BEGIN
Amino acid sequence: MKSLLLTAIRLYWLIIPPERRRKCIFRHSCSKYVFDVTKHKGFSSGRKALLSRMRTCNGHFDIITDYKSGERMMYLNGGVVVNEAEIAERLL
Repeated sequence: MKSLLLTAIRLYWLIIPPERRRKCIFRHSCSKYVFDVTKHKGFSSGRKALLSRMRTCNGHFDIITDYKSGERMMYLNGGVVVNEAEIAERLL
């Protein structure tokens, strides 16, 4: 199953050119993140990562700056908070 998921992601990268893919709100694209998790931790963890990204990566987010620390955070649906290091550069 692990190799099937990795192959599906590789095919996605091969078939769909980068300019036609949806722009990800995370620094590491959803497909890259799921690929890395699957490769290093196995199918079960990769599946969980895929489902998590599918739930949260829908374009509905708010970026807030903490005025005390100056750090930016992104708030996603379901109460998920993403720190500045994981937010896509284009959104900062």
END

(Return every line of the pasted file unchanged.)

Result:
Amino acid sequence: MKSLLLTAIRLYWLIIPPERRRKCIFRHSCSKYVFDVTKHKGFSSGRKALLSRMRTCNGHFDIITDYKSGERMMYLNGGVVVNEAEIAERLL
Repeated sequence: MKSLLLTAIRLYWLIIPPERRRKCIFRHSCSKYVFDVTKHKGFSSGRKALLSRMRTCNGHFDIITDYKSGERMMYLNGGVVVNEAEIAERLL
């Protein structure tokens, strides 16, 4: 199953050119993140990562700056908070 998921992601990268893919709100694209998790931790963890990204990566987010620390955070649906290091550069 692990190799099937990795192959599906590789095919996605091969078939769909980068300019036609949806722009990800995370620094590491959803497909890259799921690929890395699957490769290093196995199918079960990769599946969980895929489902998590599918739930949260829908374009509905708010970026807030903490005025005390100056750090930016992104708030996603379901109460998920993403720190500045994981937010896509284009959104900062």